Green: “Tailored to Ineos”
The new nitrogen agreement of the Flemish government is one tailored to Ineos, the British chemical company that wants to build an ethane cracker in the port of Antwerp. This is what the opposition party Groen says through its co-chairman Jeremie Vaneeckhout and faction leader Mieke Schauvliege.
Based on what is already known, the Flemish government is “further destroying nature”, says Groen. Farmers are also being “yet another fool in the eye”, while according to the party there is a good chance that the Constitutional Court will annul the deal again.
“Years of negotiations and ended up with messy work: this Flemish government is vintage,” say Vaneeckhout and Schauvliege. The government’s mission was to safeguard nature, give farmers a long-term perspective and provide a legally watertight framework, but according to Groen, it has not succeeded in doing so.
The party says pressure for a new agreement has increased in recent weeks. “The hot breath of Ineos CEO Jim Ratcliffe on the neck of the Flemish government ensured that there was a deal, something that (Prime Minister Jan) Jambon failed to achieve for years. The permit for Ineos is secured – or at least as long as there is is no new destruction,” says Groen. “The Flemish government does not care that nature and farmers pay the price again.”
Vlaams Belang: “Farmers are allowed to invest without any chance”
Opposition party Vlaams Belang sees little change in the new nitrogen agreement to what was previously decided. And that is a tragedy for the farmers. The party therefore fears that the agricultural sector will suffer. “It is made virtually impossible for agricultural companies to obtain a permit,” says party leader Chris Janssens.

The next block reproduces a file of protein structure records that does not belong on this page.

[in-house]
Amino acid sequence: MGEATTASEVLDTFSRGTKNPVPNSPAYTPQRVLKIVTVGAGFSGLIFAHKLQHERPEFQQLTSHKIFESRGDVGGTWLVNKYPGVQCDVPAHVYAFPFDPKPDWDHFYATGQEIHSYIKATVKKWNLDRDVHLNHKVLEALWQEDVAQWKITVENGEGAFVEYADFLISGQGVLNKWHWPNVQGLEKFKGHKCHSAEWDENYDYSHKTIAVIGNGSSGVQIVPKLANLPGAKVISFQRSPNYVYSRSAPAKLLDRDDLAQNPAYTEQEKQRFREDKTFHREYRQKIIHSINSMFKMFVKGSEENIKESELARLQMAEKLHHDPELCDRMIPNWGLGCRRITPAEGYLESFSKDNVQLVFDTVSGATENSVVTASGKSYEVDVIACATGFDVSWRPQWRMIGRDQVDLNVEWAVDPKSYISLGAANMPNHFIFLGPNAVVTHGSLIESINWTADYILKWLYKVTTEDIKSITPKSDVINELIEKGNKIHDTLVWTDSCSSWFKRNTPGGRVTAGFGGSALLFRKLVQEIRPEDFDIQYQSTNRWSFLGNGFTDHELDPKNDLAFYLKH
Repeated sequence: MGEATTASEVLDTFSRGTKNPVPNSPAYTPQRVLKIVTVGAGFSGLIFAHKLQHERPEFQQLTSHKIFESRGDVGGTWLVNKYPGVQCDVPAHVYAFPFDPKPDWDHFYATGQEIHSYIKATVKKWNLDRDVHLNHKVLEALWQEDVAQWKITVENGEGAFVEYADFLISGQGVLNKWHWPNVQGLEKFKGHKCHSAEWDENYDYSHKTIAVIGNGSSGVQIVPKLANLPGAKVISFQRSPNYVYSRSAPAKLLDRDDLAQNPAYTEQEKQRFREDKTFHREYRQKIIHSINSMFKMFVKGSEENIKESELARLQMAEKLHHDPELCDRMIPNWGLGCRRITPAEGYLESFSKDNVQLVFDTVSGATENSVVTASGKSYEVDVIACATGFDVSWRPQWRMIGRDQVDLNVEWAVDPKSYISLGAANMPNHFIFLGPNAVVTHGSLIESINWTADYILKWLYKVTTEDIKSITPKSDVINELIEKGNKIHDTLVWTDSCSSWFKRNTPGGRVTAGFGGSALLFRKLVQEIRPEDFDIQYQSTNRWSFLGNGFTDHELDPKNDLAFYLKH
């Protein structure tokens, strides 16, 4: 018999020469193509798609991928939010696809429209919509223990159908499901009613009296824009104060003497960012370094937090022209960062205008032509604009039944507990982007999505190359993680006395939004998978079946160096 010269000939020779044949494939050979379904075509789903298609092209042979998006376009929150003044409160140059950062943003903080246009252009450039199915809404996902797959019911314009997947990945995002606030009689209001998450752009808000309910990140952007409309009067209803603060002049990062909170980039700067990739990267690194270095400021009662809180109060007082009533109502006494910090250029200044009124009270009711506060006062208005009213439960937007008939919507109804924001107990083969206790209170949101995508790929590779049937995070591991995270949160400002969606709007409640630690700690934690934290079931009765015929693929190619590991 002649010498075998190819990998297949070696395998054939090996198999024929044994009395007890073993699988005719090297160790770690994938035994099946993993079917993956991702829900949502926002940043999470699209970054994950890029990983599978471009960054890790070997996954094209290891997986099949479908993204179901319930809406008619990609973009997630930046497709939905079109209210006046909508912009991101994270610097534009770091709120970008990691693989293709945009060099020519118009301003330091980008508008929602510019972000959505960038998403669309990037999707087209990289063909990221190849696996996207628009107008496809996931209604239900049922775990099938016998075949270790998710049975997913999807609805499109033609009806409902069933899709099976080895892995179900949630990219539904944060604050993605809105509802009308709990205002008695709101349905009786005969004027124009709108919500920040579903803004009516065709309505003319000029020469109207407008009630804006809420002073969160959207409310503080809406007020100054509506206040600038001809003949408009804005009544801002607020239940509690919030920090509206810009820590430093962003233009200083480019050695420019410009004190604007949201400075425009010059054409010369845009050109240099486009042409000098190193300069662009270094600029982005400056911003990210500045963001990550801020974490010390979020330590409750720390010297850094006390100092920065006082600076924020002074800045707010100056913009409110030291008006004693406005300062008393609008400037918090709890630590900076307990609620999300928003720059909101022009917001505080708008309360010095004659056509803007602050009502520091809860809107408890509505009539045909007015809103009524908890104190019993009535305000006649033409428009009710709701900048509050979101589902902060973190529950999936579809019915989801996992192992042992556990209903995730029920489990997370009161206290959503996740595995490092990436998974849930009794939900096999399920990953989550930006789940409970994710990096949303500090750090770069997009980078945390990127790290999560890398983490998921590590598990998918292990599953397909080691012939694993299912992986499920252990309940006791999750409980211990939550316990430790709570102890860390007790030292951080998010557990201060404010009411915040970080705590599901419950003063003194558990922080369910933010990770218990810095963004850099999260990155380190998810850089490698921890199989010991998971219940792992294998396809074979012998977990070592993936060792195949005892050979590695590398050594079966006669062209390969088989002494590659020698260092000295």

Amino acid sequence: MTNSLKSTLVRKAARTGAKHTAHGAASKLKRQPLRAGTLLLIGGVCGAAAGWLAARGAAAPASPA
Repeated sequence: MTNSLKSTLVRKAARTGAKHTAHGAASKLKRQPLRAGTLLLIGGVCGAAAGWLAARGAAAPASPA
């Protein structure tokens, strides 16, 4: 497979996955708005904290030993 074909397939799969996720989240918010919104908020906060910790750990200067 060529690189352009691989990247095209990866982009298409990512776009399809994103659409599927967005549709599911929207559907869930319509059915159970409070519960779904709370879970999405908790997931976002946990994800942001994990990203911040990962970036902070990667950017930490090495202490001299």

Although the details will only be announced later, the contours of the agreement are already known to the party. “The essence of the agreement remains the same,” says Janssens, who talks about “cosmetic interventions”. “The threshold values remain no less than 40 times stricter than for the industry. Agricultural companies face an uncertain future. It is virtually impossible for them to obtain a permit.”
As part of the agreement, it was decided that the mandatory closure will disappear in 2030 for the so-called ‘peak loads’, the much-discussed list of red companies. “They are given the choice between closing by 2030 or making extreme investments to reduce nitrogen emissions,” says Flemish MP Stefaan Sintobin. “Here too, the cosmetic procedure is chosen. They are no longer obliged to close, but are allowed to invest without any chance.”
According to Vlaams Belang, the fact that so-called external netting can only be done through additional environmental research is a guarantee of a flop. “This will be opposed in every possible way by the government itself. Flemish Minister of the Environment Zuhal Demir (N-VA) has already shown that she wants to refuse as many permits as possible.”
Forward: “Appropriate assessments are legally extremely shaky”
Opposition party Vooruit is also not impressed by the new nitrogen agreement of the Flemish government. “Weak reduction measures for gigantic livestock farms in exchange for large investments,” summarizes Flemish MP Bruno Tobback. He notices the more flexible attitude towards agriculture, but according to him the legal uncertainty has not gone away. “Using technology such as air scrubbers is also a false solution. We have known for a long time that their supervision is flawed and that they are often no more than an (expensive) stable decoration. Appropriate assessments that would issue permits on the basis of this are also legally extreme shaky,” he warns.
According to the Vooruit MP, this new agreement makes it even less certain that the nitrogen bath will be emptied sufficiently to permit new projects, “leaving a great sword of Damocles hanging over industry and agriculture”. Trampling is taking place on the spot, Tobback said. “The Flemish government only wanted to solve one problem: the problem of its own image. But farmers and nature are left empty-handed.”